Ferrari: New F1 PU manufacturers facing ‘huge challenge’ for 2026

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Ferrari's power unit technical director Enrico Gualtieri has warned that the upcoming 2026 shake-up in Formula 1's engine regulations presents a significant challenge not only for established manufacturers but especially for newcomers entering the fray.

F1 is set to usher in a new era in 2026, with significant changes to its power unit regulations aimed at fostering greater sustainability and competition.

This shake-up will see two major players join the existing grid: Audi and a Ford-supported Red Bull Powertrains program. Additionally, Andretti-Cadillac is a potential mid-cycle entrant, further expanding the landscape.

The new regulations will evolve around a lighter generation of power unit, achieved by removing the MGU-H unit, while simultaneously increasing reliance on electric power through more powerful MGU-K units.

While existing manufacturers like Ferrari have behind them a decade of experience navigating the nuances of the current hybrid era, the newcomers face a multitude of hurdles.

Gualtieri acknowledges the inherent difficulty of predicting newcomers' exact experiences, given the unique circumstances of each organization. However, he also emphasizes the undeniable complexity of F1 power units, highlighting the demanding nature of building a championship-contending engine from scratch.

“It’s hard to say because, obviously, I’m not in their facility or in their shoes,” Gualtieri said, regarding the expectations for the likes of Audi and Red Bull Powertrains ahead of 2026.

“But in the end, I think that for sure the level of complexity of this product is high. And it’s true that preparing for a brand-new project is not an easy task for anyone.


“So I can for sure respect the job that they are doing on this, because for sure you need to learn and to create something that is not only related to design, competencies or skill from the engineering perspective, but also logistics or infrastructure.

“So they are facing an important and huge challenge as well.”

While acknowledging the daunting task awaiting newcomers to F1's engine scene, Gualtieri also emphasized the internal challenges Ferrari faces in navigating the transition to the 2026 regulations.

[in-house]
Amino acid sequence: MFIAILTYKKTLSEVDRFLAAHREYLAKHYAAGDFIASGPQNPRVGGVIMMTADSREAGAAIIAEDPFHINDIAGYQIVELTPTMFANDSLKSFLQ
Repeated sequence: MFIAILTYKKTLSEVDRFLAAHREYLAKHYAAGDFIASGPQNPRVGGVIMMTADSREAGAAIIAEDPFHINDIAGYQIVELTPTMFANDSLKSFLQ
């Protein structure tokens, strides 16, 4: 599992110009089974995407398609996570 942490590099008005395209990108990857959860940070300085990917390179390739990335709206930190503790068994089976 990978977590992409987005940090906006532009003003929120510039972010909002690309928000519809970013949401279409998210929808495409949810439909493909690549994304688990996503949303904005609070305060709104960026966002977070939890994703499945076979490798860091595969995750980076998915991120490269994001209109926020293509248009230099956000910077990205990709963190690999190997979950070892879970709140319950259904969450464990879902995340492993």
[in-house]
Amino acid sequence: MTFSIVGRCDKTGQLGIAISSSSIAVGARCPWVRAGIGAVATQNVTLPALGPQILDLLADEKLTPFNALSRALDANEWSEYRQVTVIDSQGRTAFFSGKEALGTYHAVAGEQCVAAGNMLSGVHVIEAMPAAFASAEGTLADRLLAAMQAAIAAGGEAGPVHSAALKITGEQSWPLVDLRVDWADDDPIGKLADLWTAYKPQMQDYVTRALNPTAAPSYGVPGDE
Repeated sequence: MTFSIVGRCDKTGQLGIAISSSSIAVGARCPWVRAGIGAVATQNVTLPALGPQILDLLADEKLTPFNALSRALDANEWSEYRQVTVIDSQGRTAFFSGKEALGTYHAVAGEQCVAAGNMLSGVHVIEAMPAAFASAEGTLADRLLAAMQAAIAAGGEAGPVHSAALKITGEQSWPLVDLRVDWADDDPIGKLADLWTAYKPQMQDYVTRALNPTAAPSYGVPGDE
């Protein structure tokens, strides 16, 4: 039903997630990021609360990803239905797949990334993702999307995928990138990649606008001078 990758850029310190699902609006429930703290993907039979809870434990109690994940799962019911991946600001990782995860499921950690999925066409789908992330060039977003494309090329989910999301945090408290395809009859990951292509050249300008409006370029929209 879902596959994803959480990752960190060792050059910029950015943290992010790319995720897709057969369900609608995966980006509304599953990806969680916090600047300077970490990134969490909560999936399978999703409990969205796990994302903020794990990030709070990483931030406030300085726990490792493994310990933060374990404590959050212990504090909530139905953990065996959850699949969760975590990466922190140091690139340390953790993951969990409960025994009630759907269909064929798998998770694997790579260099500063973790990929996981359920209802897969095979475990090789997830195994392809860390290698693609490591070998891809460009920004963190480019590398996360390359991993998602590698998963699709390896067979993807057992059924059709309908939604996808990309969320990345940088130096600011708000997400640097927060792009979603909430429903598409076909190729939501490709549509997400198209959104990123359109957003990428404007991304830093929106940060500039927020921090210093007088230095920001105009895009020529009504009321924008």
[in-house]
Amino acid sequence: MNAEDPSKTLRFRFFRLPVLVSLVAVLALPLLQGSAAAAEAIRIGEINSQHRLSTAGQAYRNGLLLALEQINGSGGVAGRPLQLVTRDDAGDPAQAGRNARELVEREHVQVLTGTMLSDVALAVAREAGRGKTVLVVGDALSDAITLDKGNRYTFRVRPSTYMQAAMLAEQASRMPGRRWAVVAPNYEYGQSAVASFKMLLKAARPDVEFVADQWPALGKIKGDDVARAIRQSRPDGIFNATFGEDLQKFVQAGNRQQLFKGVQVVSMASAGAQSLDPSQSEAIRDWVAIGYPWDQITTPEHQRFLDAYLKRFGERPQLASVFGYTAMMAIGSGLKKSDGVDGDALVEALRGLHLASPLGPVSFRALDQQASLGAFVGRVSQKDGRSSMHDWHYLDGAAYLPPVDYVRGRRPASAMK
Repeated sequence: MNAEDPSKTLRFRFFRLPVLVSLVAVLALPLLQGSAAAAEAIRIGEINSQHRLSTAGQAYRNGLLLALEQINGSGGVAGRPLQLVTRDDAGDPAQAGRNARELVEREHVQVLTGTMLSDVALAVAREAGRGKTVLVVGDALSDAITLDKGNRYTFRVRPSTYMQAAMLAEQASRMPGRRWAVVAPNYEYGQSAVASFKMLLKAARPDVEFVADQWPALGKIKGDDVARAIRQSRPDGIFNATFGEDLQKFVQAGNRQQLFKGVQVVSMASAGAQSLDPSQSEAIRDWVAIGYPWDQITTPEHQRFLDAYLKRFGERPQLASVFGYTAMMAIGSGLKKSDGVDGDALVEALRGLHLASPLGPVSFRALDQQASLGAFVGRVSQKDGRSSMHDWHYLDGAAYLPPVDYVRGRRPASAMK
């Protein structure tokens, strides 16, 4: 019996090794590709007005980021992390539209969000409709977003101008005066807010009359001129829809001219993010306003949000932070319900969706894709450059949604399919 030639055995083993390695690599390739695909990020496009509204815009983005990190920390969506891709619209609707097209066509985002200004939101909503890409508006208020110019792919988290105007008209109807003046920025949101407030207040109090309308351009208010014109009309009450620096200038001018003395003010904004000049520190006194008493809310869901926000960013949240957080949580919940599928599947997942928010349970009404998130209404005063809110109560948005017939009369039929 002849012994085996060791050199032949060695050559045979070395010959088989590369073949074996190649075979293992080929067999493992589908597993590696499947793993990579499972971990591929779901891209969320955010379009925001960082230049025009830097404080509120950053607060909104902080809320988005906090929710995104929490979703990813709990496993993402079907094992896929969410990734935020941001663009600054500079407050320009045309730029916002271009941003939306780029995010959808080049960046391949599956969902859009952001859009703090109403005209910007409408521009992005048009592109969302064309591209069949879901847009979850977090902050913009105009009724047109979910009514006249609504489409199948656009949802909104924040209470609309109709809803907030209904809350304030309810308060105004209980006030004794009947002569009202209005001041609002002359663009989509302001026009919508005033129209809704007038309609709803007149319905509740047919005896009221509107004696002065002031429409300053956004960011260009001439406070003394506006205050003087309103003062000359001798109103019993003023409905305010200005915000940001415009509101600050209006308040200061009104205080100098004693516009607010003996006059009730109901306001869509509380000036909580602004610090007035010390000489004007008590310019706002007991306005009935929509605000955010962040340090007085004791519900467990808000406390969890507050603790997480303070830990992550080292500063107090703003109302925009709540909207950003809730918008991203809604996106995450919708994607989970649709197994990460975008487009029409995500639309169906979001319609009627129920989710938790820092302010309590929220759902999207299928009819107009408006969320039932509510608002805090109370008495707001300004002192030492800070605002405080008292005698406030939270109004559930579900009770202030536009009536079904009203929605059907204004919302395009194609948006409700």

He pointed to the critical, yet demanding, task of resource allocation as a key hurdle. Ferrari, like other established manufacturers, grapples with the complex balancing act of prioritizing both the present and the future.

On one hand, they must continue to optimize their current power unit to maintain competitiveness in the upcoming seasons. On the other hand, they must dedicate significant resources towards the development and testing of a completely new engine adhering to the 2026 regulations.

This division of labor presents a significant challenge, according to Ferrari’s main engine man.

“On our side, obviously, it’s a different thing,” he continued. “It’s true as well that we have to cope with the current programme that is still somehow requiring energy in order to be obviously looked after in view of what we have to deploy on the season.

“So somehow they are different challenges, but both of them are quite high in terms of level of effort that we have worked to deploy.

“It’s true that we are entering this stage at which we are developing the core parts of the new power unit.

“But in terms of percentage it’s somehow easy, because at the end we have dyno hours for the current period that are somehow defined, and these are reducing season by season.

“So this season we will have a further reduction on the dyno hours that we can deploy on the current power unit. So we are reducing somehow by definition what we are putting on the current engine, and all the rest obviously has to be driven through the new project.

“Despite this challenge we are focused on the 2024 season as well, because this seems to be the longest season ever, and we know how challenging it will be for the components and for the power unit itself.

"So still, the focus is really, really high on the season that we are about to start.”

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